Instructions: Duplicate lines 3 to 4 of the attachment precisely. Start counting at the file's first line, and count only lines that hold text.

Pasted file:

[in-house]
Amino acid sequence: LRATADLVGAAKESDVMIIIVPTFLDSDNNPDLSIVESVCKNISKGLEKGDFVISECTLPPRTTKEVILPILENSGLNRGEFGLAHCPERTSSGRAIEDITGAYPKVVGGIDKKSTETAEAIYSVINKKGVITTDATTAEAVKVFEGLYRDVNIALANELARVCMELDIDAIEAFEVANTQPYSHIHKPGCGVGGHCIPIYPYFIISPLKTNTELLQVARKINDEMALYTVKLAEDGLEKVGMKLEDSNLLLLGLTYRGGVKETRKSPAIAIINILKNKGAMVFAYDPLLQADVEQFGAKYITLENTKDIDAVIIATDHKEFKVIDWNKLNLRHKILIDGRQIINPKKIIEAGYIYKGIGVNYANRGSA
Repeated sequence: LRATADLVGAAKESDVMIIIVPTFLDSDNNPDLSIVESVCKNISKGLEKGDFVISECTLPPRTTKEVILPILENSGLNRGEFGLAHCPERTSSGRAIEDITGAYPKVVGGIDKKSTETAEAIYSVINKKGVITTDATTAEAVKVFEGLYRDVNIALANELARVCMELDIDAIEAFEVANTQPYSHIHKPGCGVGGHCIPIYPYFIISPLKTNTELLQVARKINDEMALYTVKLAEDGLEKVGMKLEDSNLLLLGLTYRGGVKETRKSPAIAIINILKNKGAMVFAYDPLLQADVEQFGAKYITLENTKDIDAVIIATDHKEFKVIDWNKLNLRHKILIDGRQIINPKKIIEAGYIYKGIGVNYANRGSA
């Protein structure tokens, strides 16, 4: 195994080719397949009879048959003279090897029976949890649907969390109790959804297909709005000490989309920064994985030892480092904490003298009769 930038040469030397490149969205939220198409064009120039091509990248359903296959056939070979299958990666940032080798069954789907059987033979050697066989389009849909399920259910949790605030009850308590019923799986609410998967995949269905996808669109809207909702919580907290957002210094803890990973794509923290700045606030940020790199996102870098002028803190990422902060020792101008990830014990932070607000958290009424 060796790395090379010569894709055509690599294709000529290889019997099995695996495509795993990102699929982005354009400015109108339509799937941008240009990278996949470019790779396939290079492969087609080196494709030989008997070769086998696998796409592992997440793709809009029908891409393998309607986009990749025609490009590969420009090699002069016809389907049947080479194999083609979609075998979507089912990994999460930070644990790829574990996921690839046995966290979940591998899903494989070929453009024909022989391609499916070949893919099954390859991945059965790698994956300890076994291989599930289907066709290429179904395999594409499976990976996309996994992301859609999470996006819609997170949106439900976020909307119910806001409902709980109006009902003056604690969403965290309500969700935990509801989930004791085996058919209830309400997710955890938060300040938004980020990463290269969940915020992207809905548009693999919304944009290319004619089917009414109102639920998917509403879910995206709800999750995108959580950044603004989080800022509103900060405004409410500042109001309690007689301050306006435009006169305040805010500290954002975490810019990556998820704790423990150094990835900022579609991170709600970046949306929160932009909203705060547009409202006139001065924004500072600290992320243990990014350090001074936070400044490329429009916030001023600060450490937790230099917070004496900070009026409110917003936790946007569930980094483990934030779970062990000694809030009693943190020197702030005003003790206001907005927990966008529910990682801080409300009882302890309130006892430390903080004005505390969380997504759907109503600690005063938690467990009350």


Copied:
Repeated sequence: LRATADLVGAAKESDVMIIIVPTFLDSDNNPDLSIVESVCKNISKGLEKGDFVISECTLPPRTTKEVILPILENSGLNRGEFGLAHCPERTSSGRAIEDITGAYPKVVGGIDKKSTETAEAIYSVINKKGVITTDATTAEAVKVFEGLYRDVNIALANELARVCMELDIDAIEAFEVANTQPYSHIHKPGCGVGGHCIPIYPYFIISPLKTNTELLQVARKINDEMALYTVKLAEDGLEKVGMKLEDSNLLLLGLTYRGGVKETRKSPAIAIINILKNKGAMVFAYDPLLQADVEQFGAKYITLENTKDIDAVIIATDHKEFKVIDWNKLNLRHKILIDGRQIINPKKIIEAGYIYKGIGVNYANRGSA
């Protein structure tokens, strides 16, 4: 195994080719397949009879048959003279090897029976949890649907969390109790959804297909709005000490989309920064994985030892480092904490003298009769 930038040469030397490149969205939220198409064009120039091509990248359903296959056939070979299958990666940032080798069954789907059987033979050697066989389009849909399920259910949790605030009850308590019923799986609410998967995949269905996808669109809207909702919580907290957002210094803890990973794509923290700045606030940020790199996102870098002028803190990422902060020792101008990830014990932070607000958290009424 060796790395090379010569894709055509690599294709000529290889019997099995695996495509795993990102699929982005354009400015109108339509799937941008240009990278996949470019790779396939290079492969087609080196494709030989008997070769086998696998796409592992997440793709809009029908891409393998309607986009990749025609490009590969420009090699002069016809389907049947080479194999083609979609075998979507089912990994999460930070644990790829574990996921690839046995966290979940591998899903494989070929453009024909022989391609499916070949893919099954390859991945059965790698994956300890076994291989599930289907066709290429179904395999594409499976990976996309996994992301859609999470996006819609997170949106439900976020909307119910806001409902709980109006009902003056604690969403965290309500969700935990509801989930004791085996058919209830309400997710955890938060300040938004980020990463290269969940915020992207809905548009693999919304944009290319004619089917009414109102639920998917509403879910995206709800999750995108959580950044603004989080800022509103900060405004409410500042109001309690007689301050306006435009006169305040805010500290954002975490810019990556998820704790423990150094990835900022579609991170709600970046949306929160932009909203705060547009409202006139001065924004500072600290992320243990990014350090001074936070400044490329429009916030001023600060450490937790230099917070004496900070009026409110917003936790946007569930980094483990934030779970062990000694809030009693943190020197702030005003003790206001907005927990966008529910990682801080409300009882302890309130006892430390903080004005505390969380997504759907109503600690005063938690467990009350």